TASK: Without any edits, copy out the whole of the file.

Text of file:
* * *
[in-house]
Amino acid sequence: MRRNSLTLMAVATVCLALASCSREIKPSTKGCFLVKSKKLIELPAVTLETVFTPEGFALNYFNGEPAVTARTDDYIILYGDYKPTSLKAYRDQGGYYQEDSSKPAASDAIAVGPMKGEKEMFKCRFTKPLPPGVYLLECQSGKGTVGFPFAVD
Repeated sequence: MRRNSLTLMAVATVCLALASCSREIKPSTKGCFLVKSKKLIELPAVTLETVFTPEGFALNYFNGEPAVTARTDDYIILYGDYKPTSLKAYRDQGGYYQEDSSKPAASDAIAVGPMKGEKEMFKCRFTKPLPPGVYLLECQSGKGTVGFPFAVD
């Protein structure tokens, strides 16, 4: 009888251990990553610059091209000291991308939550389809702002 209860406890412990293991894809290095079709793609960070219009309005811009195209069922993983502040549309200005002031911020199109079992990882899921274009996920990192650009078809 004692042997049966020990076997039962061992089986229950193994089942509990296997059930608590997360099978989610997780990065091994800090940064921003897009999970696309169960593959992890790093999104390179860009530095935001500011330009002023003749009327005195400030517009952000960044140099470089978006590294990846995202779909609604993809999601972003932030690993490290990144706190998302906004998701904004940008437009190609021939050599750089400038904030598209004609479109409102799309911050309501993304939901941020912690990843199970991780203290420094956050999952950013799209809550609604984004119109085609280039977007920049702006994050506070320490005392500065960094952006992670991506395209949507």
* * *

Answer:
[in-house]
Amino acid sequence: MRRNSLTLMAVATVCLALASCSREIKPSTKGCFLVKSKKLIELPAVTLETVFTPEGFALNYFNGEPAVTARTDDYIILYGDYKPTSLKAYRDQGGYYQEDSSKPAASDAIAVGPMKGEKEMFKCRFTKPLPPGVYLLECQSGKGTVGFPFAVD
Repeated sequence: MRRNSLTLMAVATVCLALASCSREIKPSTKGCFLVKSKKLIELPAVTLETVFTPEGFALNYFNGEPAVTARTDDYIILYGDYKPTSLKAYRDQGGYYQEDSSKPAASDAIAVGPMKGEKEMFKCRFTKPLPPGVYLLECQSGKGTVGFPFAVD
């Protein structure tokens, strides 16, 4: 009888251990990553610059091209000291991308939550389809702002 209860406890412990293991894809290095079709793609960070219009309005811009195209069922993983502040549309200005002031911020199109079992990882899921274009996920990192650009078809 004692042997049966020990076997039962061992089986229950193994089942509990296997059930608590997360099978989610997780990065091994800090940064921003897009999970696309169960593959992890790093999104390179860009530095935001500011330009002023003749009327005195400030517009952000960044140099470089978006590294990846995202779909609604993809999601972003932030690993490290990144706190998302906004998701904004940008437009190609021939050599750089400038904030598209004609479109409102799309911050309501993304939901941020912690990843199970991780203290420094956050999952950013799209809550609604984004119109085609280039977007920049702006994050506070320490005392500065960094952006992670991506395209949507």